The Maritime History of the Great Lakes
British Whig (Kingston, ON), Oct. 25, 1880

Full Text

p.2 The loss of the Alpena is beginning to be charged to a rotten hull instead of to Providence, who usually is the scapegoat of owners of unseaworthy vessels.


Marine Notes.

The sch. Undine arrived at Portsmouth this afternoon grain laden.

The sch. White Oak is loading stone at the Penitentiary for Charlotte.

The sch. M.L. Breck is loading iron ore at the esplanade for Charlotte.

Matters in marine circles are very dull. The arrivals and departures are few.

The water in the St. Lawrence River is 20" lower than it was in June last.

The last raft of the season left Garden Island for Quebec in tow of the steamer Calvin.

The water is rising at the Lime Kiln crossing, vessels drawing 14' having passed over.

The only vessel that passed through the Welland Canal on Saturday for Kingston was the sch. Annie Falconer, from Chatham, wheat laden.

The sch. Dauntless, with barley for Buffalo, ran on the tower shoal yesterday. She was pulled off by the steamer Pierrepont.

The str. Hero left on Saturday for Belleville, but only got as far as Rockwood Asylum, where she remained until Saturday morning. The storm was too severe to venture further.

The American insurance companies will be strained to meet the losses they will incur owing to the recent storms. Canadian underwriters, it is thought, have escaped with comparatively slight hurt.

On Saturday night the schrs. Blake, Gulnare and Van Straubenzie ran past the lighthouse at Port Dalhousie in the storm and went ashore on the beach over the pier. The Blake and Gulnare were taken off yesterday afternoon.

The sch. Twilight in entering the harbour last night ran upon Point Frederick shoal. This morning she was lightened of 8000 bushels of her cargo and then taken off. The Twilight was from Toronto and carried 13,250 bush wheat.

The Oliver Mowat left Swifts wharf on Saturday for Chicago laden with phosphate. On account of the snow storm she was compelled to run back, reaching Portsmouth in a bad condition. Her standing jib was split. She departed a second time at 2 o'clock yesterday afternoon.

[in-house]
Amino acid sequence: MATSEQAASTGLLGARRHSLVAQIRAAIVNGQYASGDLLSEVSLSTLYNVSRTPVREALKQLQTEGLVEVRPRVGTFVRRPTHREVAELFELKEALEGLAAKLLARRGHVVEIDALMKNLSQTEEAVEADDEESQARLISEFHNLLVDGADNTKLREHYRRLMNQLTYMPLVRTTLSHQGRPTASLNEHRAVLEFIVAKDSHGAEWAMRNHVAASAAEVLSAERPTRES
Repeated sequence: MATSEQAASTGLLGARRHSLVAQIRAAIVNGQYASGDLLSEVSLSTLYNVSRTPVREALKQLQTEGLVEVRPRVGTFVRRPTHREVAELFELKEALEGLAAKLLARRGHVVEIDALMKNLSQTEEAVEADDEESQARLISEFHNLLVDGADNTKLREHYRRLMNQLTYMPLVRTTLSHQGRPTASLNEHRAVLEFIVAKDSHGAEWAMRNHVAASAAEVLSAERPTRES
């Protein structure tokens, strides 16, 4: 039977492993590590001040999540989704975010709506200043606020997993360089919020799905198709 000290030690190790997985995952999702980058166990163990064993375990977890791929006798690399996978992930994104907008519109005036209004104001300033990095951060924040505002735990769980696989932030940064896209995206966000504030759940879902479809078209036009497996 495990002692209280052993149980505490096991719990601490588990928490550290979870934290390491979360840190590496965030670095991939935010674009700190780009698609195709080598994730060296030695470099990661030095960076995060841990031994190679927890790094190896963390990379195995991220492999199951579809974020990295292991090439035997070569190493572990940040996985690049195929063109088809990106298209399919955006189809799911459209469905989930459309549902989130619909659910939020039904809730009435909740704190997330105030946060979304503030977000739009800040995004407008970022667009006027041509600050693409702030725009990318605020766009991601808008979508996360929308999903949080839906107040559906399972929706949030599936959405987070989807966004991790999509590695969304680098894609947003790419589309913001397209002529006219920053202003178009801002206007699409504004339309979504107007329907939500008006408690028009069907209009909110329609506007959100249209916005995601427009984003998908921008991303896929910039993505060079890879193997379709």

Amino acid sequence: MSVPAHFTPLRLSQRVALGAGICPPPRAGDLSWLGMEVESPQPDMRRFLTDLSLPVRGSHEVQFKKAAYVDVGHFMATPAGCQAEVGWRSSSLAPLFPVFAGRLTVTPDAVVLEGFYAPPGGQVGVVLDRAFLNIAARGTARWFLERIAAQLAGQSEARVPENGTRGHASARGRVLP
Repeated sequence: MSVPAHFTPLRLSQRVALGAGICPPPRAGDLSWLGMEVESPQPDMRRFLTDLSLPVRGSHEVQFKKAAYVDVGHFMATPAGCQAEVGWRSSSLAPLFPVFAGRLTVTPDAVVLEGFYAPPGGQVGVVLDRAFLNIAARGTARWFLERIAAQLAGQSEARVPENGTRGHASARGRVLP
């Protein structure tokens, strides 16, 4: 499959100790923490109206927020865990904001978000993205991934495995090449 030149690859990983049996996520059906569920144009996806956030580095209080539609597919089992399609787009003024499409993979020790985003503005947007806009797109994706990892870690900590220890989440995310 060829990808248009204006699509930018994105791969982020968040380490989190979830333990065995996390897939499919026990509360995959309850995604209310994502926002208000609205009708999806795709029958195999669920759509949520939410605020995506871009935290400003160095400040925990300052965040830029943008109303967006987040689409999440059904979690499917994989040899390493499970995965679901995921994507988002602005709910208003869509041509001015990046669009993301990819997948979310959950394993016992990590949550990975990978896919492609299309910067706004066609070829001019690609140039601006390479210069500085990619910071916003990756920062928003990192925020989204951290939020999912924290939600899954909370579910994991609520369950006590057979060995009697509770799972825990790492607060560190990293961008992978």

Friday evening the sch. Anne Gloster ? cleared from Toronto to Kingston. The wind was strong, and on going out of the West Gap the vessel stuck in the mud. She waited for a turn of the wind which took her off. Her rigging was badly strained and a seam opened at her water line.

The Olive Branch - Capt. Dix, of the White Oak, who came down the lake on Friday, says that he believes the vessel has broken in two. He was certain of this from the appearance of the masts. The foremast was all out of shape, the main boom and gaff end stuck up about 10'. The main sail had been taken off. He imagines that the sunken vessel has settled upon a rock and that the bow protrudes over the ledge. The action of the waves has broken the vessel up. There are no tidings of the unfortunate crew. The reward for the body of Capt. Aull still holds good.

Wind Wafts - The boiler of the old steamer Queen, when repaired, will be taken to the Mississippi mines.

Brave Captain - On Saturday evening last the sch. Sir C.T. Van Straubenzie, from Kingston, was saved from going on the beach at Port Dalhousie, principally through the bravery and good judgement of Capt. Alex Milligan, late of the schooner Bismarck, now in charge of the schooner Richardson. No other means being found to get a line to the Straubenzie, he fastened one round his waist, jumped off the pier and swam out to her with it, and then swam back and was one of the most active of the party on the tug which finally brought her into port. There was a heavy sea running at the time, and it was a very dangerous feat to perform. All honour to the brave Garden Islander.

Late Captain Aull - Captain Aull, of the lost sch. Olive Branch, was the youngest son of the late Andrew Aull, merchant of the town of Newtonhamilton, Ireland. Fourteen years ago, then 19 years of age, he crossed the Atlantic and landed in Kingston. Though strongly advised against it he chose sailing for a profession. Success smiled upon his efforts, for it was not long ere he worked himself up to the rank of captain. He will not soon be forgotten here.

Got The Contract Again - The contract for supplying the wood for the steamers of the Ontario & Richelieu Navigation Co. has again been awarded to Mr. Isaac Noble, who has now had the contract for 4 years.

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Oct. 25, 1880
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Rick Neilson
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Public domain: Copyright has expired according to the applicable Canadian or American laws. No restrictions on use.
Maritime History of the Great Lakes
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British Whig (Kingston, ON), Oct. 25, 1880